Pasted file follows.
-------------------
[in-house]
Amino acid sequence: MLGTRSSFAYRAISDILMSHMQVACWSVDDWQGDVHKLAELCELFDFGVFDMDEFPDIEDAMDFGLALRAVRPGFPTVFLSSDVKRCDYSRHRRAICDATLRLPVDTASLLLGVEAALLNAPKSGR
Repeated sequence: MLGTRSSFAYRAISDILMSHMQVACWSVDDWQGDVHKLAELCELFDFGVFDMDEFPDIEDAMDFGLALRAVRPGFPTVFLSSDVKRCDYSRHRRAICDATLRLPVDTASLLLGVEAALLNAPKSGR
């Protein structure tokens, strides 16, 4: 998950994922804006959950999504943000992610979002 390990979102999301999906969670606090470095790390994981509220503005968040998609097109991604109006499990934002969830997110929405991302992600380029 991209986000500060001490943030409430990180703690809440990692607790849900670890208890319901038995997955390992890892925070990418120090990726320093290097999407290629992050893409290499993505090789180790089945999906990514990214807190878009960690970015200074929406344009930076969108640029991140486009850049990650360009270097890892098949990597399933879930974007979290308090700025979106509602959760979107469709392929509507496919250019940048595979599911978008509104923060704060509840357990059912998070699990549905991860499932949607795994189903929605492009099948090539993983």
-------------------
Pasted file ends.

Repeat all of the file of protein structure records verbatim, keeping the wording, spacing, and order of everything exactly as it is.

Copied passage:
[in-house]
Amino acid sequence: MLGTRSSFAYRAISDILMSHMQVACWSVDDWQGDVHKLAELCELFDFGVFDMDEFPDIEDAMDFGLALRAVRPGFPTVFLSSDVKRCDYSRHRRAICDATLRLPVDTASLLLGVEAALLNAPKSGR
Repeated sequence: MLGTRSSFAYRAISDILMSHMQVACWSVDDWQGDVHKLAELCELFDFGVFDMDEFPDIEDAMDFGLALRAVRPGFPTVFLSSDVKRCDYSRHRRAICDATLRLPVDTASLLLGVEAALLNAPKSGR
């Protein structure tokens, strides 16, 4: 998950994922804006959950999504943000992610979002 390990979102999301999906969670606090470095790390994981509220503005968040998609097109991604109006499990934002969830997110929405991302992600380029 991209986000500060001490943030409430990180703690809440990692607790849900670890208890319901038995997955390992890892925070990418120090990726320093290097999407290629992050893409290499993505090789180790089945999906990514990214807190878009960690970015200074929406344009930076969108640029991140486009850049990650360009270097890892098949990597399933879930974007979290308090700025979106509602959760979107469709392929509507496919250019940048595979599911978008509104923060704060509840357990059912998070699990549905991860499932949607795994189903929605492009099948090539993983």